Is poor old Mario super enough to save Nintendo's Wii U?

Is poor old Mario super enough to save Nintendo's Wii U?
Mario - still spritely, but for how long

Oh Mario, just when you thought it was safe to hang up your wrench and leave Princess Peach to her own wilfully damsel-in-distress-like adventures your Nintendo paymasters once more haul you back and put the weight of the gaming world on your shoulders.

The Wii U is in trouble - sales are not where Nintendo hoped (or even expected) they would be. But you certainly can't accuse the Nintendo big wigs of lacking optimism. 'Next year we'll sell 9 million Wii Us' is the forecast suggested after 3.4 million sales in the console's tricky post-launch months.

And what is this optimism based on? Yep - you guessed it. Mario.

Mario Kart

Mario Kart and Super Mario Bros. are both highlighted by Nintendo as software that will 'drive hardware momentum'.

When it comes to driving his Kart, Mario is definitely the man. But I'm not convinced that even this most iconic of gaming legends has the power to convince the doubting masses that the Wii U is the console for them.

In Nintendo's defence, another of its gaming stars - the Wii Fit - is also highlighted as on the way for Wii U, but this particular pony has already used its solitary trick when it rejuvenated the Wii. Whether it will work again is a long way from certain.

Even with Mario there is a law of diminishing returns. I grew up with Mario games, loved them and still use them as a touchstone of gaming in a simpler, more gleeful era.

Yet, every time Nintendo goes back to the Mario well, hoping that our affection for this plumber is bottomless, it feels like an air of desperation is creeping in. One of these days he's going to set off to rescue a damsel in distress and find out that Master Chief or Solid Snake has got there first.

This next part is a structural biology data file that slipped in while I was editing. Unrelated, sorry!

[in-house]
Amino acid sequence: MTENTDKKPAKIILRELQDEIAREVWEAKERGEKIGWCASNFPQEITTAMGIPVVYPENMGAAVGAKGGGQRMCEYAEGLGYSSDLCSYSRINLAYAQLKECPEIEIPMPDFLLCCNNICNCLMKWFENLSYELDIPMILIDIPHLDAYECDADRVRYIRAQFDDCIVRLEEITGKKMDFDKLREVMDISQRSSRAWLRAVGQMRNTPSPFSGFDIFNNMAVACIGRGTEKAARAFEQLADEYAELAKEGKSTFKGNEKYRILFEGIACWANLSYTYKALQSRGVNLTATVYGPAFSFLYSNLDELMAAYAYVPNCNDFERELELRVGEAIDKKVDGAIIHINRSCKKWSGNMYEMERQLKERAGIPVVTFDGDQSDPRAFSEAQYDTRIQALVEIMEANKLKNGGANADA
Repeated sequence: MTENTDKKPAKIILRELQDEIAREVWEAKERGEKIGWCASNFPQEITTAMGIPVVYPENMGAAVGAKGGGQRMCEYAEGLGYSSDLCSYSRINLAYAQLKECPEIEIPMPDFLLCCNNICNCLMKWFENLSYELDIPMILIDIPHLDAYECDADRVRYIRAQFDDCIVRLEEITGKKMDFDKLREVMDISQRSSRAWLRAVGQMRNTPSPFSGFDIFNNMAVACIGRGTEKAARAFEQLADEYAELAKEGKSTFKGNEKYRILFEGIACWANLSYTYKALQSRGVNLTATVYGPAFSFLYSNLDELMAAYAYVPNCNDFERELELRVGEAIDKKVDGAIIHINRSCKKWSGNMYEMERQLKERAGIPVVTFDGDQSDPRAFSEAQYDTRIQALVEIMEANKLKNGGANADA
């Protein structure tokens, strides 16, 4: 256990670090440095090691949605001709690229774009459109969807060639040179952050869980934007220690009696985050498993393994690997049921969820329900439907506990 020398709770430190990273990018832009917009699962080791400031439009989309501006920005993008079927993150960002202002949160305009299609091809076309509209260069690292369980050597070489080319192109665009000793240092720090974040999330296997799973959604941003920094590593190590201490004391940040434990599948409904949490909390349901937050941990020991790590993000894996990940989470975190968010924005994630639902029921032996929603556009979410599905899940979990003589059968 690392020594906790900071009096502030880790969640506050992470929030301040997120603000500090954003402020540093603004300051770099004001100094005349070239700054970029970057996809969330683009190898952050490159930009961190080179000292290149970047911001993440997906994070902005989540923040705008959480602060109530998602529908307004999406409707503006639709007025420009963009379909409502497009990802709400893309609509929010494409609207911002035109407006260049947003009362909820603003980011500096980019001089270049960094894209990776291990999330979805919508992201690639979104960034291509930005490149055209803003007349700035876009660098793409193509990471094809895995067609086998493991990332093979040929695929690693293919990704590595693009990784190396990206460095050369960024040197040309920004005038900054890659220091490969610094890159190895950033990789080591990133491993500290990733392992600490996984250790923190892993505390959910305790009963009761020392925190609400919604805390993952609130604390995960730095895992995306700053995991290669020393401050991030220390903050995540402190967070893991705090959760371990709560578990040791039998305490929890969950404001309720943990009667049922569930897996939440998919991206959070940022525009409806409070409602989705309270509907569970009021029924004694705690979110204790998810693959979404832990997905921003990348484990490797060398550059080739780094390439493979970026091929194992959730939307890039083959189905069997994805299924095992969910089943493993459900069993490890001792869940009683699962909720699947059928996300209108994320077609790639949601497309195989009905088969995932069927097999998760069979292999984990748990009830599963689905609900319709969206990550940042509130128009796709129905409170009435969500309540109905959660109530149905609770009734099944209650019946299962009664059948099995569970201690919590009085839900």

Mario - in simpler times

Nintendo has earned itself a special place in gamers' hearts, and the well-timed and entirely necessary price drop for the 3DS means that it retains its place as the go-to portable gaming platform, but although the Wii gave it a whole new market of casual gamers, it left them precariously reliant on an audience that is less loyal, less likely to buy games and less driven by titles.

The Wii U is an obvious attempt to change that, to bring back that army of Mario-fans and Zelda-lovers, without sacrificing those nouvelle family gamers. Whether the console falls between two stools is probably not for me to judge, but the sales numbers will not be encouraging anyone at the company.

I genuinely hope I'm wrong - that the arrival of the most obvious white knight, a garishly dressed plumber with a jaunty cap, can prove to be the killer app for this generation's Nintendo.

But hovering ominously over the horizon is another Japanese great with a point to prove, Sony's PlayStation 4 and, of course, Microsoft's new Xbox. The core gamer - even a Nintendo stalwart - may well be looking at these consoles and wondering if they can abide leaving Mario on their 3DS and embracing a whole new set of core games.

Patrick Goss

Patrick Goss is the ex-Editor in Chief of TechRadar. Patrick was a passionate and experienced journalist, and he has been lucky enough to work on some of the finest online properties on the planet, building audiences everywhere and establishing himself at the forefront of digital content.  After a long stint as the boss at TechRadar, Patrick has now moved on to a role with Apple, where he is the Managing Editor for the App Store in the UK.